The text of President General Pervez Musharraf's [ Images ] address to the 58th annual session of the UN General Assembly, delivered on Wednesday
Mr President, it is with great pleasure that I extend to you our warmest felicitations on your election. I also congratulate your predecessor, HE Mr Jan Kavan, for his effective leadership during the last Session of the General Assembly.
We support Secretary General Kofi Annan's efforts to infuse a new sense of mission in the United Nations and maintain the centrality of its role in the promotion of global peace and security. We pay tribute to the memory of Mr Sergio de Mello and the other UN officials who sacrificed their lives in the service of peace.
When the Berlin Wall collapsed, hopes revived for a new age of cooperation and peace, free of ideological confrontations. Sadly, these hopes were dashed by the ethnic cleansing in Bosnia, and then in Kosovo; by the failure to end the occupation of Palestine, leading to the revived intifada against Israeli occupation; by the brutal suppression of the Kashmiris' demand for self-determination and freedom from Indian occupation; by the unending war in Afghanistan and the international neglect which created a climate in which extremism and terrorism could breed; and by the series of international financial crises and the rise of poverty as a consequence of unequal economic globalisation.
The terrible terrorist atrocity of 9/11 jolted the foundations of the international system. The response has weakened Al Qaeda [ Images ]. But, it has not eliminated its associates. Terrorists have struck repeatedly around the world - in Indonesia, Tunisia, Morocco, Saudi Arabia, Russia [ Images ], Kenya and Pakistan.
The tragedy of 9/11 transformed security policies and changed geopolitical calculations. Pakistan took a strategic decision, based on the principles of humanity and our national interest, to support the war on terrorism.
Our intentions should be in no doubt. Our actions speak louder than words. Our capabilities were limited but have been progressively improved. We are acting against Al Qaeda and its associates effectively. We have also acted against other organisations or groups involved in any form of terrorism. Pakistan will remain in the forefront of the war on terrorism.
The war against terrorism must be fought comprehensively, on a global front, with vision and understanding. It should not erode the moral values of our societies. Those who seek to use it as an excuse to suppress other peoples must not hijack it. It must not be allowed to engender a clash of civilisations- a clash between Islam and the West.
It is unfortunate that great religions- which should be a source of hope, tolerance and peace- are seen as being pitted against each other. Many Muslims believe their eternal faith is being demonised.
They see Muslim peoples being cruelly suppressed for demanding freedom and equality or targeted for discrimination and worse.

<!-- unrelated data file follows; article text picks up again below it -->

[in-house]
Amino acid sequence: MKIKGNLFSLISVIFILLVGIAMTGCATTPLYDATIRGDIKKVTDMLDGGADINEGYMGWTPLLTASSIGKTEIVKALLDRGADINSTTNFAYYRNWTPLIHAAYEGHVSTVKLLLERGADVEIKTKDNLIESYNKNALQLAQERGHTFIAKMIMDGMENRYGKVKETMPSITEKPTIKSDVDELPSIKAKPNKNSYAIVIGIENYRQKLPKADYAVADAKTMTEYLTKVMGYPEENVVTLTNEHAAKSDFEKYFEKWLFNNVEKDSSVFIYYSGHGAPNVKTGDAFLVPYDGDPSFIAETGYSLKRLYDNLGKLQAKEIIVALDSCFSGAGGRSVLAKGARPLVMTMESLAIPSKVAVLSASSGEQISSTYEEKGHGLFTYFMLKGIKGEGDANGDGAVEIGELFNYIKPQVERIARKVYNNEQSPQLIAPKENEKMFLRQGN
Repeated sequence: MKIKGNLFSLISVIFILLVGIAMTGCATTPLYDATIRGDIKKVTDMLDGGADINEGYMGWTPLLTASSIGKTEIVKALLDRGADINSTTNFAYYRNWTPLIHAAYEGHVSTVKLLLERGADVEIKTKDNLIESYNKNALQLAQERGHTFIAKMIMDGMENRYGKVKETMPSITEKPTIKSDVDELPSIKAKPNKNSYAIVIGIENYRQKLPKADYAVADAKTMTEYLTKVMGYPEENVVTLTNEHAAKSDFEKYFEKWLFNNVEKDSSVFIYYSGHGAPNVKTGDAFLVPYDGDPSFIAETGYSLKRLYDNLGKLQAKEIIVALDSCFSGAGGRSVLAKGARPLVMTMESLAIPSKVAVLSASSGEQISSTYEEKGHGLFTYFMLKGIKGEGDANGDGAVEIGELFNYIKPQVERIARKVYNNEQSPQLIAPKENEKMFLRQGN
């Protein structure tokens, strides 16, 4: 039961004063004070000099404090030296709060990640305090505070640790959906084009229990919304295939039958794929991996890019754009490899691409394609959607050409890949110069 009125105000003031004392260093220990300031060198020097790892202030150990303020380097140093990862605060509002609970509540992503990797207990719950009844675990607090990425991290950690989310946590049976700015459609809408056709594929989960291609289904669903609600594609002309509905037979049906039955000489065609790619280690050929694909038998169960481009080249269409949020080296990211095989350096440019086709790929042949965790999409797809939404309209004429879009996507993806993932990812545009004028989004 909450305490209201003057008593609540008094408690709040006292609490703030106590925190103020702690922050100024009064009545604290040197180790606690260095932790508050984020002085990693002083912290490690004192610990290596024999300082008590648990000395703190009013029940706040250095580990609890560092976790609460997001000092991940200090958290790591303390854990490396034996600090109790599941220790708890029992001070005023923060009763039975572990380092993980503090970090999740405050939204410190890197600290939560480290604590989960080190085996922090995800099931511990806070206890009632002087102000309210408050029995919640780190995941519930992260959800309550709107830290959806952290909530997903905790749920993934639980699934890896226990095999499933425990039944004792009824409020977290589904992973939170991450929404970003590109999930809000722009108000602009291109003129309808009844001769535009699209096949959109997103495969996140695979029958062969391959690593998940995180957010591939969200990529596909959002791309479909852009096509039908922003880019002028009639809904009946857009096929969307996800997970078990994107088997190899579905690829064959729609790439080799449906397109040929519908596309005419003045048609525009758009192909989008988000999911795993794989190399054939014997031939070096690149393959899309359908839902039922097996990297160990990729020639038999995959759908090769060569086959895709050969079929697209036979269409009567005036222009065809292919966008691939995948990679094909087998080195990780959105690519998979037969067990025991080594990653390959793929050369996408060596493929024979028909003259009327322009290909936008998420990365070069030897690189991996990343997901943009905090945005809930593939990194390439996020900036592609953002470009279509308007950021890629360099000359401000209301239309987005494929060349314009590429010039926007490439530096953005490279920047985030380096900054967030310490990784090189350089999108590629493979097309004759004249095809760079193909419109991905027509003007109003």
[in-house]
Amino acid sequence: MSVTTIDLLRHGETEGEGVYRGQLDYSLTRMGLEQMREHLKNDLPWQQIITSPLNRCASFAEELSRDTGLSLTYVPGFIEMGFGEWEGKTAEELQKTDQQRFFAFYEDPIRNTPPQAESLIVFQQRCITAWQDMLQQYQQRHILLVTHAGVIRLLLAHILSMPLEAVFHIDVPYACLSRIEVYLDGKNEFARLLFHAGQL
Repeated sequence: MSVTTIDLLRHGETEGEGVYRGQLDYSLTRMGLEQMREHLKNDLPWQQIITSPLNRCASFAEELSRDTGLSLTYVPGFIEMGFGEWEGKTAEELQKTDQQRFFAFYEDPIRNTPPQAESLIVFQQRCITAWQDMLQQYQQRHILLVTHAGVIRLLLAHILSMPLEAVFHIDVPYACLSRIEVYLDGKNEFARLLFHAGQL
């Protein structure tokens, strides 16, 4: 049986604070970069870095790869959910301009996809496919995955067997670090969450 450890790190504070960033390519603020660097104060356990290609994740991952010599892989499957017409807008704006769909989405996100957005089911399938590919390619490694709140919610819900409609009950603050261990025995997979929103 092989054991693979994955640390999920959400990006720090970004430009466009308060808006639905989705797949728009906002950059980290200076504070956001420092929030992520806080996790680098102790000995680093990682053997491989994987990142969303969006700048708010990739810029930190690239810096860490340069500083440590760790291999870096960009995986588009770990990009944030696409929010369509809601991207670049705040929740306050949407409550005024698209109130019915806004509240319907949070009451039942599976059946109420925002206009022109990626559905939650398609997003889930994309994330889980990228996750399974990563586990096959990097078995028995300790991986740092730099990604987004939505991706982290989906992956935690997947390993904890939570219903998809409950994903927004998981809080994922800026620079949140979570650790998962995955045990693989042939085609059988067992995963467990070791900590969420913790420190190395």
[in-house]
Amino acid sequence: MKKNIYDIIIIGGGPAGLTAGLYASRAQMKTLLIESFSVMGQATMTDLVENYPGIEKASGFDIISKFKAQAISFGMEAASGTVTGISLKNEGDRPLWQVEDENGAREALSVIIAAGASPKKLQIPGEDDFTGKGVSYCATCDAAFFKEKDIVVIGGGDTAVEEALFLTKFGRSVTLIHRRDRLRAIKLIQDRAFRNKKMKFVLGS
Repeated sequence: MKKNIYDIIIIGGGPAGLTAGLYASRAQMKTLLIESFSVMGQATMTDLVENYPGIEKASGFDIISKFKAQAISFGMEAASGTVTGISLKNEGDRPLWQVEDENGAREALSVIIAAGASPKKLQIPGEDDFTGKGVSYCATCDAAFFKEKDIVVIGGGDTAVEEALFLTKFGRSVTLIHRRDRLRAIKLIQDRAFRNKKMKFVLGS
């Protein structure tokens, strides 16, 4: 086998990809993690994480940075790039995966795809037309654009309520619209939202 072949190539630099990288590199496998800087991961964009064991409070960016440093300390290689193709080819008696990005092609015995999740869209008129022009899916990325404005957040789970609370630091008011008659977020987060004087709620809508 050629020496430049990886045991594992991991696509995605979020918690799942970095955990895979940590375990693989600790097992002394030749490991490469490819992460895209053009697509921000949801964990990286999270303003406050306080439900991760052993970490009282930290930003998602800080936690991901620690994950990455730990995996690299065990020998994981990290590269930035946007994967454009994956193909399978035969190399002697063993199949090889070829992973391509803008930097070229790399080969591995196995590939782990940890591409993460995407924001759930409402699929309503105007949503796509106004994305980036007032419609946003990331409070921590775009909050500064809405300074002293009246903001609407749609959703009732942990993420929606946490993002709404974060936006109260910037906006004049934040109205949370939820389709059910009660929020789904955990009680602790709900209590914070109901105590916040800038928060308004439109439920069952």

On the other hand, the West perceives the Islamic world as volatile and hostile, bent upon striking at Western values. Muslims are often seen as fanatics, extremists and terrorists.
In this volatile milieu, the recent war in Iraq has evoked negative reactions in most Arab and Islamic countries. This moment in history calls for reflection, introspection and action.
The thesis of a clash of civilizations is a travesty. We must bridge the gulf of misunderstanding between Islam and the West. We must be the catalysts of change, not the prophets of doom.
Islam is a faith of peace, harmony and justice. Islam is democracy in action. It upholds human rights, social equality, non-discrimination, freedom of speech. The protection of minorities is an article of faith in Islam. It does not discriminate on the basis of colour, caste, creed or religion.
Our faith is dynamic, promoting constant renewal and adaptation. Through the process of ijtehad (or interpretation through consultations), Islam's vision is not trapped in any one period of history; it is modern and futuristic. Islam must not be confused with the narrow vision of a few extremists.
Mr President, I believe the way forward is to adopt a two-pronged strategy - a double pincer - to build harmony, promote moderation, oppose extremism, and ensure justice. I call this strategy `enlightened moderation'. On the one hand, Muslim nations must assume their responsibility for internal reform and renewal. They are at the crossroads. They must eschew extremism and confrontation. They must embrace the march of human civilistion. They must address the deficits in their social and economic development. They must seek science and technology, higher education and human resource development.
The international community, especially the advanced countries of the West, must deliver the other pincer in the strategy of `enlightened moderation'. They can do so by helping to resolve the political disputes and situations where Muslim peoples are being suppressed, such as in Palestine and Kashmir; by rejecting attempts to equate terrorism with Islam; and by assisting the Muslim world in poverty alleviation and socio-economic development.
The United Nations has a crucial role to play in the conception and execution of the strategy of `enlightened moderation'.